Bathing with Sunlight

Solar hot water collector panel on Southern Nevada roof.I enjoy writing this column and sharing ideas about living lighter on the planet. I think it works best when I write about real experiences, especially my own. Several years ago I set a goal to install a solar domestic hot water system. This week, I checked that one off the list.

Now, most of the energy it takes to provide our home with hot water is clean and fresh. Bursting from the nuclear-fueled depths of the Sun, it makes the 93-million-mile journey to our roof in just eight minutes. We put it right into our hot water system, ready to be used immediately, eliminating the incredibly inefficient 300-million-year process of turning ancient sunlight into fossil fuels. Like I said, solar energy is clean and fresh – and it works great!

Getting a solar hot water system on our roof certainly did not happen at the speed of light. In fact, the experience reminds me of a drawing I’ve seen recently circulating on Facebook. The left side shows a straight line pointing up to the right with the caption, The Truth About Success - origin unknown - True? Undeniably!“Success: What people think it looks like.” The right side shows the same line but with a grossly convoluted path between the starting and ending points. That caption reads, “Success: What it really looks like.” My quest for solar hot water has been successful but not without plenty of twists and turns.

The first major hurdle, and one that most people face, was cost. We planned for our system and diligently saved up for the day when it would happen. It took time but delayed gratification, and avoiding finance charges, has its own sweet reward. The other big issue was finding the right company to install the system.  An earlier attempt several years ago ended in failure. The installer failed to properly mount the panel on our roof and I had no option but to ask them to leave. It was an unpleasant, expensive and time-consuming lesson.

I decided to make another attempt at the process earlier this year when a new rebate program started up in Nevada. Actually it’s two programs, one with NV Energy and another with Southwest Gas. They are similar but independent. Customers can apply for a rebate from whichever utility provides the energy for their existing water heater (electric or gas). When combined with the currently available federal tax credit of 30%, the overall financial incentives are stronger than they’ve ever been. They help level the playing field compared to the artificially-low prices we currently pay for traditional energy (which is also subsidized in many ways).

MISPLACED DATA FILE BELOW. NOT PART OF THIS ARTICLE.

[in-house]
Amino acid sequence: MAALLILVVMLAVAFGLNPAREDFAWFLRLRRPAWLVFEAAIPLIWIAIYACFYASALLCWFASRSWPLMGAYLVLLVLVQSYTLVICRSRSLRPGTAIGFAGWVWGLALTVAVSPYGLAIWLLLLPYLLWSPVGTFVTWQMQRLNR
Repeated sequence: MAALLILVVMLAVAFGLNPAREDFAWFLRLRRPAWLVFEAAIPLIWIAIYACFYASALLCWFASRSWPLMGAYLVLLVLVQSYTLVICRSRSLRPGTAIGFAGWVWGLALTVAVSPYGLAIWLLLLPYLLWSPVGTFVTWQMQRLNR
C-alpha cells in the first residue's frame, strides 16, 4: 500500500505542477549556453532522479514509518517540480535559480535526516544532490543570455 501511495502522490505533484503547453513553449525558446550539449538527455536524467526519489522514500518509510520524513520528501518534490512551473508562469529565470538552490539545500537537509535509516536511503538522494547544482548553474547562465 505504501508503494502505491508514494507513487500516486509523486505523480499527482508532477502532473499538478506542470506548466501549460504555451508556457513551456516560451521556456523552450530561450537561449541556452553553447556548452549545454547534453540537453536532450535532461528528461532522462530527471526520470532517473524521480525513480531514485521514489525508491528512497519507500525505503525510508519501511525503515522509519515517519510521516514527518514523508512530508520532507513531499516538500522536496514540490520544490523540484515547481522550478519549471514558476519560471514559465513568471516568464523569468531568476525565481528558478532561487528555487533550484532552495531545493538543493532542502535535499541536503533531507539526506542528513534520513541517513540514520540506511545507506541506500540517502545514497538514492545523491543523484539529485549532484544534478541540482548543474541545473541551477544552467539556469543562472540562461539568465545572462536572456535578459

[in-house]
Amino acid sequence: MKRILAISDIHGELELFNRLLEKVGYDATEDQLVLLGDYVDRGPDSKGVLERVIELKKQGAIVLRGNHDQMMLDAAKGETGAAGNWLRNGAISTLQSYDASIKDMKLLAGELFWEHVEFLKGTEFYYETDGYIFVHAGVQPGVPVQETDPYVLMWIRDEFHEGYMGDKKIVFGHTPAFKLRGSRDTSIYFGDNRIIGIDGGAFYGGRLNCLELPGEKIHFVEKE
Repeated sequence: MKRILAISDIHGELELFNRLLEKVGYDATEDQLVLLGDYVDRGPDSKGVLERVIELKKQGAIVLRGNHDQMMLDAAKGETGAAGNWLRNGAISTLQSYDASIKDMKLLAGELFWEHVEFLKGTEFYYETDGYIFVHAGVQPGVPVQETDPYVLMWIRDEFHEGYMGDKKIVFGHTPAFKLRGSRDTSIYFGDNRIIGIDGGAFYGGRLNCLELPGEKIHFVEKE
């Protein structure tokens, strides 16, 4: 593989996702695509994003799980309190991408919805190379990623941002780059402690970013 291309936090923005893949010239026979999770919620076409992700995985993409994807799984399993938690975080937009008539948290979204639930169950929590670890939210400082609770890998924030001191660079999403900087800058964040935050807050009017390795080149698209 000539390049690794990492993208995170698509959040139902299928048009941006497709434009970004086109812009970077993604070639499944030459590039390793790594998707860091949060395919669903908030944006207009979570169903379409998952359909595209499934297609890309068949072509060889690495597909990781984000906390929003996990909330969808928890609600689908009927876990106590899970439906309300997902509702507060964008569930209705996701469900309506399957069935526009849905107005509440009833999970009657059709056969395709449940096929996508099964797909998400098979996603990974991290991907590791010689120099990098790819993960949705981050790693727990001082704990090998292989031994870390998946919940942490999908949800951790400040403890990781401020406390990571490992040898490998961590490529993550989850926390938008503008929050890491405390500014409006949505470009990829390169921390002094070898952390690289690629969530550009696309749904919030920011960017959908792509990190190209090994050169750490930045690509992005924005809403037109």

After much effort, I found a system that met my requirements (high-quality, good performance, small footprint and made in the U.S.) and an experienced contractor who could provide and install it. The small footprint was especially crucial since our garage space is very limited. Southwest Gas approved my rebate application and now the BTUs are pouring in. The most recent full day of operation harvested 51,000 BTUs of thermal energy. Unlike any traditional water heater, this one will actually pay for itself!

I promise to write about this in greater detail in future columns but based on the email and phone calls I’ve received, I know that there are others who are traveling the path to solar success and would like to straighten out some of the twists and turns. For those who request it, I will provide details on the system I chose, including components, photos and contacts. It is information I would have welcomed myself had it been available. I’m calling it the Solar Hot Water Report. Click the link to download your free copy!

There is something unique and satisfying about taking a nice, hot shower using solar energy. May that experience soon become a part of your green living future.


  1. Connie Snyder says

    Yes, please! Thanks, Steve. I would love to know the details.

  2. Thanks for your interest in clean, renewable energy Connie! To get a copy of my report, simply click the link for the Solar Hot Water Report near the end of the article or on the link at the top right section of this page.